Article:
Studio International

Published 07/06/2019

Thomas Kilpper: The Politics of Heritage vs the Heritage of Politics

Edinburgh Printmakers celebrates its new home with an exhibition by Thomas Kilpper, in which the German artist-activist takes on historical and political themes around colonialism and Brexit

Edinburgh Printmakers, Edinburgh
27 April – 13 July 2019


Marking the opening of its new venue, a converted former rubber factory in Fountainbridge, Edinburgh Printmakers has unveiled a fascinating exhibition that interweaves the building’s heritage with modern political issues, as articulated by Thomas Kilpper (b1956, Stuttgart). By both celebrating and problematising the social history of the venue and the industry behind it, the artist-activist opens a public dialogue about how we interact with our cities and our heritage, and the implications for current affairs.


Installed in the new gallery space at Castle Mills, created as part of the huge renovation of the once-neglected factory, the work takes up the floor, walls and ceilings, filling them with images of modern politicians, historical figures and other key characters. The floor is covered in black, galvanised rubber, which acts as a plate for the printing of these images, which are carved into the floor itself. From Nigel Farage standing very close to Donald Trump, and Kate Moss (wearing Hunter wellington boots) striding by Theresa May, mid-dance, along with a chorus of infamous political figures, there is immediately an interesting sense of the mighty having fallen; they are at our feet, as we walk in and then over them, gradually degrading the plate itself as we do so, over the duration of the exhibition. 


The same images also stand high above us and over us, though, in the prints on the walls and ceiling. In fact, it is impossible to get away from politics, here; we are contained in this black-floored chamber. There is inevitably, then, a sense of claustrophobia, reminiscent of the modern experience of current affairs. We may be able to trample all over Farage, but he is still underfoot, as well as stamped across the walls and hanging delicately from the ceiling. His image is inescapable. Politics more generally haunts us in this repeated, persistent, all-encompassing way.


In addition to politicians, Kilpper also shows us images that relate to the social history of the building. Side by side with the figures of power are those who have lived and worked in this building. Kilpper has drawn on his research of the site as a rubber factory and then a brewery, undertaken during a residency in 2018. The vision, then, and hence the conversation it provokes, is a democratic, socialist one.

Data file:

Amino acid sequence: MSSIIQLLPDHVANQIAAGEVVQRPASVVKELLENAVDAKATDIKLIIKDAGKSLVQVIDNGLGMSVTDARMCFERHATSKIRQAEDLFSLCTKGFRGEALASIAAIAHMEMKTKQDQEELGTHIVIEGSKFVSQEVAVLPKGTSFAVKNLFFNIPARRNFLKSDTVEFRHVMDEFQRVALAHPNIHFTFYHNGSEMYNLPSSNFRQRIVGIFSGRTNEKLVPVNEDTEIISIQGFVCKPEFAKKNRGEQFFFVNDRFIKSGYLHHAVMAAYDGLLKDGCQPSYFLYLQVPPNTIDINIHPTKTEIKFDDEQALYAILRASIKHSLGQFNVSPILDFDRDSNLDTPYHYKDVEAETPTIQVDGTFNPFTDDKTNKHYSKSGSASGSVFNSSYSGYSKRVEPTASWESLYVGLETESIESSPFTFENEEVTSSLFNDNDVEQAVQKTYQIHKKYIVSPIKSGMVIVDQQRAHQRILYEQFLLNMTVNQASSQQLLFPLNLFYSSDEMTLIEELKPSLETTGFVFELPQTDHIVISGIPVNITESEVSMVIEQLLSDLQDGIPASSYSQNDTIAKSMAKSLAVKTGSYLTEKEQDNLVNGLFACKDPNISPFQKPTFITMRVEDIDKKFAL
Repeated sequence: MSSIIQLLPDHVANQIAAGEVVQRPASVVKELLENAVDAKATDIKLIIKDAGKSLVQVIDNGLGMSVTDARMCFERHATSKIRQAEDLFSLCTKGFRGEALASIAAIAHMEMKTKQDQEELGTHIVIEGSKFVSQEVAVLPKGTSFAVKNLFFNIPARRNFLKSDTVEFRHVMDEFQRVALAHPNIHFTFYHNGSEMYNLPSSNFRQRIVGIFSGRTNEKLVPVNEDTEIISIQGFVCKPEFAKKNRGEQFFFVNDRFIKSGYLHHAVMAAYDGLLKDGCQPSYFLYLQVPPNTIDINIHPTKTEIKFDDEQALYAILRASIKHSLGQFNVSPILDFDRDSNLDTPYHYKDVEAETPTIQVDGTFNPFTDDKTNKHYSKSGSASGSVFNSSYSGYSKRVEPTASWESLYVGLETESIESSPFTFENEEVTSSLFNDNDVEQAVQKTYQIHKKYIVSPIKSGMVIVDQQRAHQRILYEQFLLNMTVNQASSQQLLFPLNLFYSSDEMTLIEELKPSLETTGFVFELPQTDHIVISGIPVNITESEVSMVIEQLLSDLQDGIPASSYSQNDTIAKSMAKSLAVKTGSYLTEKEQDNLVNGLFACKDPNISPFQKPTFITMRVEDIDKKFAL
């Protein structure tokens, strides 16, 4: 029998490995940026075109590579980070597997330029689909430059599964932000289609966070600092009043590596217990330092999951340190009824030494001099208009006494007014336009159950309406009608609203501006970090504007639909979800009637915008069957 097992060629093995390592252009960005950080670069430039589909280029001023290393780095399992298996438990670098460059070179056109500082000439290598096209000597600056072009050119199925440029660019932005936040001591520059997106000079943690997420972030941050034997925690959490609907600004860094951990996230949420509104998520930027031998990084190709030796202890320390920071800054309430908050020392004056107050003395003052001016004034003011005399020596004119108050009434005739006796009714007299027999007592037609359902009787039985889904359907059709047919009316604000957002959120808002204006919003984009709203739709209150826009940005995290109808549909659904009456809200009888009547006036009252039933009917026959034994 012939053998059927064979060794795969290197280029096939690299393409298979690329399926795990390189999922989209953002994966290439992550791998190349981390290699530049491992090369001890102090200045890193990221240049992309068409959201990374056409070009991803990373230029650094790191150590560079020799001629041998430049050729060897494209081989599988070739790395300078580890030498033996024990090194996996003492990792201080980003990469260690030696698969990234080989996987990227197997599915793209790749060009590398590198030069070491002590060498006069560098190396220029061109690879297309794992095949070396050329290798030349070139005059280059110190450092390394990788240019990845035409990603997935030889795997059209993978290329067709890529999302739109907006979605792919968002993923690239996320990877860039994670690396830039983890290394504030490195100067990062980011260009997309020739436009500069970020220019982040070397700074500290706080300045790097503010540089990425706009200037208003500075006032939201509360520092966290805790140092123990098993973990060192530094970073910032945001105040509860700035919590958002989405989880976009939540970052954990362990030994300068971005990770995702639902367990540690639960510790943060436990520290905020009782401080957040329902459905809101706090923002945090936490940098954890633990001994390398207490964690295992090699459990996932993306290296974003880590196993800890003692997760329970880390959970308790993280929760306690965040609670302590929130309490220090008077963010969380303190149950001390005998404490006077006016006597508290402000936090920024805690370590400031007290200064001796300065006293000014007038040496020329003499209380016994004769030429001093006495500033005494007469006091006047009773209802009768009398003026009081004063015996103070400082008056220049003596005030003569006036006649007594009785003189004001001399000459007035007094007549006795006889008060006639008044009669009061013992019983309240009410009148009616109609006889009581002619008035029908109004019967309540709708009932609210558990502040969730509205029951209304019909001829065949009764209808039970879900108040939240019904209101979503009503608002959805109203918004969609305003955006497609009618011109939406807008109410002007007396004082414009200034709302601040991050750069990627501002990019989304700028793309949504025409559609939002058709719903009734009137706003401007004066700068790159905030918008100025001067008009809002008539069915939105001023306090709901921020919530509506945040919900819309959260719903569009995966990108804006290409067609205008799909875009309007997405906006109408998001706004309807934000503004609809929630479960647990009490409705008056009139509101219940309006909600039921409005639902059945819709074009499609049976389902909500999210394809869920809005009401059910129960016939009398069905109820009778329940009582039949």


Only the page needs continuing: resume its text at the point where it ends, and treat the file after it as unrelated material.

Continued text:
As the artist explained recently: “Across the world, decisions are being made by politicians that I think need to be challenged. Decisions on the environment, on coexistence and our way of living together. It is a phenomenon that societies are getting more polarised, rightwing parties reappearing and sowing prejudices and hatred against minorities, and politicians unwilling to protect the powerless in our society and instead promoting the interests of the banks and giant corporations.”


Stylistically reminiscent, in some ways, of socialist realism, and even Russian constructivism – with trade union-like banners and dramatic lines in red and black, blue and yellow – Kilpper’s exhibition, as well as celebrating the social history of the building and printmaking based in Edinburgh, provides a commentary on modern political issues, particularly the relationship between Scotland and Europe. The prospect of Scottish Independence, and associated ideas of colonialism and identity – whether ideological or national – come through in images of well-known and much-loved Scottish internationalists such as Richard Demarco, Sean Connery and Alasdair Gray, alongside local factory workers.

Kilpper also sheds light on the colonialist past of the British rubber industry, linking this to modern international relations. Exposing the atrocities that took place in Malaya as part of the imperialist project to take land in order to expand rubber production, Kilpper weaves these overlooked and often erased histories into official accounts communicated through mainstream British history and branding itself. The military background of seemingly innocuous products such as the wellington boot are also revealed in a tongue-in-cheek manner: Moss’s wearing of the (rebranded) Hunter wellington at Glastonbury is shown next to Theresa May’s (failed) attempt to rebrand herself and the Conservative party, as she is shown dancing on to a stage at the Tory party conference. In both instances, modern spectacles make a mockery of the legacies associated with the brands they wear.


The idea of the political spectacle is particularly fascinating in this context, and it is key to Kilpper’s work. Here, the idea of an absurd and very political “show” is exaggerated by means of a window carved in the centre of the work – through which several German politicians watch the chaotic drama of Brexit unfold. By showing this perspective, which is shared in some ways by Kilpper – his studio is in Berlin, but he teaches in Norway – audiences, especially local ones, can gain insight into their own contested place in the UK, the wider world, and in history. Kilpper provides his own vision of a complex, conflicted history; like the process of printing itself, it is mirrored back to us, for us to see, consider and discuss. It is up to us, he also implies, as to how “history” is made and remade in the future: who we give power to, whose images we print and reprint, whose faces we forget or erase. This is a subversive and empowering work, and a reminder of the power of images and those behind them. Edinburgh Printmakers has begun its new era on an exciting note.